Rogue One: A Star Wars Story (3D Blu-ray) (2016)
Featurette-Behind The Scenes-A Rogue Idea (9:00)
Featurette-Behind The Scenes-Jyn: The Rebel (6:16)
Featurette-Behind The Scenes-Cassian: The Spy (4:14)
Featurette-Behind The Scenes-K-2SO: The Droid (7:43)
Featurette-Behind The Scenes-Baze & Chirrut: Guardians Of The Whills (6:20)
Featurette-Behind The Scenes-Bodhi & Saw: The Pilot & The Revolutionary (8:35)
Featurette-Behind The Scenes-The Empire (8:18)
Featurette-Behind The Scenes-Visions Of Hope: The Look Of Rogue One (8:24)
Featurette-Behind The Scenes-The Princess & The Governor (5:49)
Featurette-Epilogue: The Story Continues (4:15)
Featurette-Rogue Connections (4:31)
|Year Of Production||2016|
|RSDL / Flipper||
Multi Disc Set (3)
|Cast & Crew|
|Start Up||Language Select Then Menu|
|Region Coding||1,2,3,4,5,6||Directed By||Gareth Edwards|
Walt Disney Studios Home Ent.
James Earl Jones
|Pan & Scan/Full Frame||None||
English DTS HD Master Audio 7.1
English Descriptive Audio Dolby Digital 2.0
French Dolby Digital 5.1
Spanish Dolby Digital 5.1
|Widescreen Aspect Ratio||2.40:1|
|Original Aspect Ratio||2.40:1||Miscellaneous|
|Annoying Product Placement||No|
|Action In or After Credits||No|
††† A lot was riding on 2015ís Star Wars: The Force Awakens since it restarted the live-action Star Wars saga, which is now controlled by the Walt Disney Corporation. But 2016ís Rogue One: A Star Wars Story is equally important, as it kicks off Disneyís master plan for endless Star Wars spinoffs which focus on more minor side stories. Itís not the first franchise detour (the animated Clone Wars movie landed in 2008, and there were Ewok telemovies in the 1980s), but it is the most significant, enjoying an enormous scope and bolstered by first-rate technical specs. This is a wholly different Star Wars, retaining the same sights, sounds and general iconography of the universe but achieving a much grittier tone than ever before. Rogue One is an out-and-out war movie, and thankfully the approach pays off, though pacing issues do emerge as a result of the overly intricate story.
††† An Imperial scientist, Galen Erso (Mads Mikkelsen), tries to escape the clutches of the Empire by living a peaceful farming life, but Director Krennic (Ben Mendelsohn) eventually catches up to him, demanding that he return to work. Although Krennic takes Galen hostage and kills his wife, Galenís daughter Jyn (Felicity Jones) manages to avoid capture, and is adopted by rogue extremist Saw Gerrera (Forest Whitaker). Growing up, Jyn hides her true identity from the Empire as she spends time in Imperial captivity until sheís broken free by Rebellion spies, led by Cassian Andor (Diego Luna), who intend to track down Galen. Jynís father was instrumental in designing the Galactic Empireís new heavily-armed space station, the Death Star, and may hold the key to its destruction. Learning that the Death Star plans are stored at an Imperial outpost, Jyn and Cassian are joined by a rogue squadron of Rebels for their risky mission to steal the schematics, including android K-2SO (Alan Tudyk), Imperial defector Bodhi (Riz Ahmed), blind monk Chirrut Imwe (Donnie Yen), and warrior Baze Malbus (Wen Jiang).
††† Instead of an opening crawl in the tradition of the series, Rogue One begins with a taut prologue which sets up the story more effectively than a block of text ever could. Co-written by Chris Weitz (2015ís Cinderella) and Tony Gilroy (Michael Clayton), this is a talky picture, running at over two hours and packing more than its fair share of exposition. Although director Gareth Edwards (2014ís Godzilla) is able to maintain interest for the most part, the movie does hit its sluggish patches, lacking a thrilling sense of escalation. Put simply, the narrative should be brisker, as itís bogged down by subplots that donít seem necessary in the grand scheme of things. However, whatís particularly laudable about Rogue One is the fact that this is a story about the minor cogs in the machine, as opposed to the big heroes who normally take centre stage in the Star Wars saga. Furthermore, Edwards touches upon the less glamorous aspects of the Rebel Alliance, as many of the soldiers are haunted by things theyíve done in the service of the Rebellion. This is one of several refreshing angles that Edwards manages to explore. Added to this, Rogue One perfectly ties into A New Hope, providing welcome new context for the events of the 1977 movieís iconic opening sequence. Fans can argue about the necessity of telling this story, but the deepening of the Star Wars mythology is fascinating nevertheless, making this feel like Episode IIIĹ.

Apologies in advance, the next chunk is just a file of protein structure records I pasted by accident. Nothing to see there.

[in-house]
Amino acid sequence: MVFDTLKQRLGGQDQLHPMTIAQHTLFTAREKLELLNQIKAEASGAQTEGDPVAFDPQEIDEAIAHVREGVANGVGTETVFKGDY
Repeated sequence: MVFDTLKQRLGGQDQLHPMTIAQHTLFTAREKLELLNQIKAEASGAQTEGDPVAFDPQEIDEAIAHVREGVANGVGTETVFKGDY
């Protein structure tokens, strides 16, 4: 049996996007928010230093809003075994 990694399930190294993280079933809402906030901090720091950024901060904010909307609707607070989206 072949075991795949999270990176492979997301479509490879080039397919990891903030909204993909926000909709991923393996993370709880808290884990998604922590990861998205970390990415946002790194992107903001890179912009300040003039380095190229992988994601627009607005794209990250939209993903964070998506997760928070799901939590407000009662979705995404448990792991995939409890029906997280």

††† Much like Edwardsí Godzilla, there is a lot of build-up here, but it all pays off for an awe-inspiring finale that seriously delivers. Changing up the standard Star Wars backdrop to incorporate a tropical beach setting, the third act skirmish on the planet Scarif is gargantuan, involving shootouts as well as aerial combat, with loads of Stormtroopers, TIE Fighters and AT-ATs threatening the band of Rebels. The war scenes in the final act are far removed from what weíve come to expect from a Star Wars movie (which is ironic, considering that ďWarsĒ is in the title). Edwards draws upon Saving Private Ryan and a bit of Apocalypse Now to stage the hard-hitting battle scenes, which may be too brutal for young children. The outcome of the mission may be a foregone conclusion, but the specifics are not, and thatís precisely why the climax is so engaging. The well-publicised reshoots did provoke concerns that Disney might dilute the movie, but the seams are never visible - Rogue One doesnít feel like a compromised vision. Instead, itís astonishingly cohesive throughout, sticking with a notably bleak tone all the way through to its powerful ending. Itís certainly not as ďsafeĒ as some had feared.